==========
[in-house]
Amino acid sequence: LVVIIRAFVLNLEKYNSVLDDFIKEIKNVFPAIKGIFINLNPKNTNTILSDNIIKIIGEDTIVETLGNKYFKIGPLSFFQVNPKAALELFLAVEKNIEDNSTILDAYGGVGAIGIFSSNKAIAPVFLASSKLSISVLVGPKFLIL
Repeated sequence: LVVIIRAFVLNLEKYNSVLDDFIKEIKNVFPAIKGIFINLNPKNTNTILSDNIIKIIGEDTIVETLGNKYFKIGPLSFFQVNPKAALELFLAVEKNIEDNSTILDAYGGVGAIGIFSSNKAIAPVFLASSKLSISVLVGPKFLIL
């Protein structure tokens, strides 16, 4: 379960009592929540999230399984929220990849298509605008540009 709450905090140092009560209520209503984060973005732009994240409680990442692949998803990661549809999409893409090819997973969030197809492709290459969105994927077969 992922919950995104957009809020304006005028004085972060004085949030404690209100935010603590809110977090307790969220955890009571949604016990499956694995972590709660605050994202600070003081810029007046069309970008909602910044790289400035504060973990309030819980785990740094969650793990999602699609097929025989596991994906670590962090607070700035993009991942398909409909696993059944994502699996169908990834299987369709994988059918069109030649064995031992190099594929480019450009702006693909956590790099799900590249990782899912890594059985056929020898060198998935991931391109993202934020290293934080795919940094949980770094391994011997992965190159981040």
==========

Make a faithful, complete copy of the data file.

[in-house]
Amino acid sequence: LVVIIRAFVLNLEKYNSVLDDFIKEIKNVFPAIKGIFINLNPKNTNTILSDNIIKIIGEDTIVETLGNKYFKIGPLSFFQVNPKAALELFLAVEKNIEDNSTILDAYGGVGAIGIFSSNKAIAPVFLASSKLSISVLVGPKFLIL
Repeated sequence: LVVIIRAFVLNLEKYNSVLDDFIKEIKNVFPAIKGIFINLNPKNTNTILSDNIIKIIGEDTIVETLGNKYFKIGPLSFFQVNPKAALELFLAVEKNIEDNSTILDAYGGVGAIGIFSSNKAIAPVFLASSKLSISVLVGPKFLIL
């Protein structure tokens, strides 16, 4: 379960009592929540999230399984929220990849298509605008540009 709450905090140092009560209520209503984060973005732009994240409680990442692949998803990661549809999409893409090819997973969030197809492709290459969105994927077969 992922919950995104957009809020304006005028004085972060004085949030404690209100935010603590809110977090307790969220955890009571949604016990499956694995972590709660605050994202600070003081810029007046069309970008909602910044790289400035504060973990309030819980785990740094969650793990999602699609097929025989596991994906670590962090607070700035993009991942398909409909696993059944994502699996169908990834299987369709994988059918069109030649064995031992190099594929480019450009702006693909956590790099799900590249990782899912890594059985056929020898060198998935991931391109993202934020290293934080795919940094949980770094391994011997992965190159981040």